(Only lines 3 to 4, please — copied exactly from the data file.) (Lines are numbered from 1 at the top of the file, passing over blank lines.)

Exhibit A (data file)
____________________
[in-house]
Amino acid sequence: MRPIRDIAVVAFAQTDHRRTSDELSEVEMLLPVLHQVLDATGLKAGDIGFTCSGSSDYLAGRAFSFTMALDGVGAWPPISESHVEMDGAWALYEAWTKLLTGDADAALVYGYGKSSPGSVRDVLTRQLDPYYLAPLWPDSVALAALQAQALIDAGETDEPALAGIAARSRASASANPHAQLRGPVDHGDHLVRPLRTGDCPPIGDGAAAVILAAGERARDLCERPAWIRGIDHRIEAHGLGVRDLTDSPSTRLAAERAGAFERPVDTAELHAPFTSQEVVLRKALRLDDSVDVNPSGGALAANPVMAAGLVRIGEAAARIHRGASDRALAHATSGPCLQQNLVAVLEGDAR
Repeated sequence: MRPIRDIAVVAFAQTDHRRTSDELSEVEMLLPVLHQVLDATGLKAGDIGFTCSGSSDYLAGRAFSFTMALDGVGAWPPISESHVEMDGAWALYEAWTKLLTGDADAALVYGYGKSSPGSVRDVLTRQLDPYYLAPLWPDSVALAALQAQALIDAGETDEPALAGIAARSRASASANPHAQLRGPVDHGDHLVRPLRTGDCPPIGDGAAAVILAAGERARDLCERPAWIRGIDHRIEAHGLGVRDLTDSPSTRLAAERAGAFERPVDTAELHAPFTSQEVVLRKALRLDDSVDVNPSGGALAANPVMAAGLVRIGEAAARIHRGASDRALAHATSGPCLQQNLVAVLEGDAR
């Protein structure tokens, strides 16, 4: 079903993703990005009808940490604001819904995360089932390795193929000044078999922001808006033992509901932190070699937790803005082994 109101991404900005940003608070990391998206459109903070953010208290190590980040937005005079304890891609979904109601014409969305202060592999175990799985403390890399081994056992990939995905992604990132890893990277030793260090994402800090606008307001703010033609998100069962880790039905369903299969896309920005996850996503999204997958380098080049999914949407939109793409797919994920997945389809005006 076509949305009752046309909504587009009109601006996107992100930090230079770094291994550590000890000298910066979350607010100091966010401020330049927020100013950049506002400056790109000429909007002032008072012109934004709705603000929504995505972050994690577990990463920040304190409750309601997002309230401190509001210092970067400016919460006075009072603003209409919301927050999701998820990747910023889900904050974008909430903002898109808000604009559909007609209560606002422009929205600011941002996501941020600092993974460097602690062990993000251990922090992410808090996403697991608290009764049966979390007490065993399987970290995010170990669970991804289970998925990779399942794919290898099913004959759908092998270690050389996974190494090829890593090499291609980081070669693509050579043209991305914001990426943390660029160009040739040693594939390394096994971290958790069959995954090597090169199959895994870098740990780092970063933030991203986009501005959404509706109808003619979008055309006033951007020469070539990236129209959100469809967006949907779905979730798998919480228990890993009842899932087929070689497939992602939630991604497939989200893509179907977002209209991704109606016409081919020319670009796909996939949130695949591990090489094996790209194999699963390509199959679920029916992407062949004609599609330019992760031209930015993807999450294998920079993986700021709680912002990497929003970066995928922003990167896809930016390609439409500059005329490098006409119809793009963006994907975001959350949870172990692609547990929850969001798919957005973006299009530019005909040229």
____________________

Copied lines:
Repeated sequence: MRPIRDIAVVAFAQTDHRRTSDELSEVEMLLPVLHQVLDATGLKAGDIGFTCSGSSDYLAGRAFSFTMALDGVGAWPPISESHVEMDGAWALYEAWTKLLTGDADAALVYGYGKSSPGSVRDVLTRQLDPYYLAPLWPDSVALAALQAQALIDAGETDEPALAGIAARSRASASANPHAQLRGPVDHGDHLVRPLRTGDCPPIGDGAAAVILAAGERARDLCERPAWIRGIDHRIEAHGLGVRDLTDSPSTRLAAERAGAFERPVDTAELHAPFTSQEVVLRKALRLDDSVDVNPSGGALAANPVMAAGLVRIGEAAARIHRGASDRALAHATSGPCLQQNLVAVLEGDAR
């Protein structure tokens, strides 16, 4: 079903993703990005009808940490604001819904995360089932390795193929000044078999922001808006033992509901932190070699937790803005082994 109101991404900005940003608070990391998206459109903070953010208290190590980040937005005079304890891609979904109601014409969305202060592999175990799985403390890399081994056992990939995905992604990132890893990277030793260090994402800090606008307001703010033609998100069962880790039905369903299969896309920005996850996503999204997958380098080049999914949407939109793409797919994920997945389809005006 076509949305009752046309909504587009009109601006996107992100930090230079770094291994550590000890000298910066979350607010100091966010401020330049927020100013950049506002400056790109000429909007002032008072012109934004709705603000929504995505972050994690577990990463920040304190409750309601997002309230401190509001210092970067400016919460006075009072603003209409919301927050999701998820990747910023889900904050974008909430903002898109808000604009559909007609209560606002422009929205600011941002996501941020600092993974460097602690062990993000251990922090992410808090996403697991608290009764049966979390007490065993399987970290995010170990669970991804289970998925990779399942794919290898099913004959759908092998270690050389996974190494090829890593090499291609980081070669693509050579043209991305914001990426943390660029160009040739040693594939390394096994971290958790069959995954090597090169199959895994870098740990780092970063933030991203986009501005959404509706109808003619979008055309006033951007020469070539990236129209959100469809967006949907779905979730798998919480228990890993009842899932087929070689497939992602939630991604497939989200893509179907977002209209991704109606016409081919020319670009796909996939949130695949591990090489094996790209194999699963390509199959679920029916992407062949004609599609330019992760031209930015993807999450294998920079993986700021709680912002990497929003970066995928922003990167896809930016390609439409500059005329490098006409119809793009963006994907975001959350949870172990692609547990929850969001798919957005973006299009530019005909040229």